Friends, family, and neighbors come by regularly to weed and water the garden, and feed the cats - her indoor kitties, and the strays she fed on the front porch. On arrival, I found one of her neighbors, here with Bruno, her doggie companion, finding solace in Meg's garden, pulling creeping charlie in a sunny bed. I smiled, remembering countless hours spent with Meg pulling creeping charlie - hours spent in quiet companionship, lively and deep conversation, humor and playfulness - enjoying the warm, open, easy, close connection Meg shared with everyone she knew.

Meg was a kind, gentle soul. She left a legacy of wisdom, love, compassion, acceptance, deep spirituality, and, beautiful, poignant, comforting memories of the best kind of friendship.

The paradox I am wrestling with is how I can allow myself to be fully connected in love, knowing that loss. . . is always, eventually, inevitable. For me, the answer is that what exists in love becomes eternal. It will always be present as part of me, and through me, as part of the world. . . To paraphrase Tennyson, it is better to mourn the loss of that which we have loved in this world than to mourn the passing of each opportunity to love. . .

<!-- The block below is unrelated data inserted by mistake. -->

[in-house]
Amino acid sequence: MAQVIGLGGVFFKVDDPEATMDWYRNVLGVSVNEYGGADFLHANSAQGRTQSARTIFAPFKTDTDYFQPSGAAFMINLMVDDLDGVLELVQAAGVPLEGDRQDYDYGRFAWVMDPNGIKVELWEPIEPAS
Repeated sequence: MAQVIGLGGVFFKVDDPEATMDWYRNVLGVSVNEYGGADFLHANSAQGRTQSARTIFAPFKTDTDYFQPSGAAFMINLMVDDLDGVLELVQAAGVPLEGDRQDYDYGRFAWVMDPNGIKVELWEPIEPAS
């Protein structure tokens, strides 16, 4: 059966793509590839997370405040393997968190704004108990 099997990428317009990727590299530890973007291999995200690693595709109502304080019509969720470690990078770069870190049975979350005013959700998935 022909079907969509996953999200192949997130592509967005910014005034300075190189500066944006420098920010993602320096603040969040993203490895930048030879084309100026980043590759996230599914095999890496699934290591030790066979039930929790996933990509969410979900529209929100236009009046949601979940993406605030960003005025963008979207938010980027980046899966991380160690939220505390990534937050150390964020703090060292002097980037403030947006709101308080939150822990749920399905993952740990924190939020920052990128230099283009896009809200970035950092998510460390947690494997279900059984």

(The quotes are all Meg's. Besides being a gardener extraordinaire, and an artist, she was also a prolific writer, with published articles on gardening, herbs, and spirituality, and many personal, unpublished journals, essays, and poems. She would have been an awesome garden blogger.)

Saturday, June 5, 2010

Rainy-Day Shade Garden

Rainy days are perfect for enjoying the garden from indoors.

The second-floor views are among my favorites of the shade garden.

These photos were taken from our guest room and guest bathroom.

Where are your favorite rainy-day places to see your garden?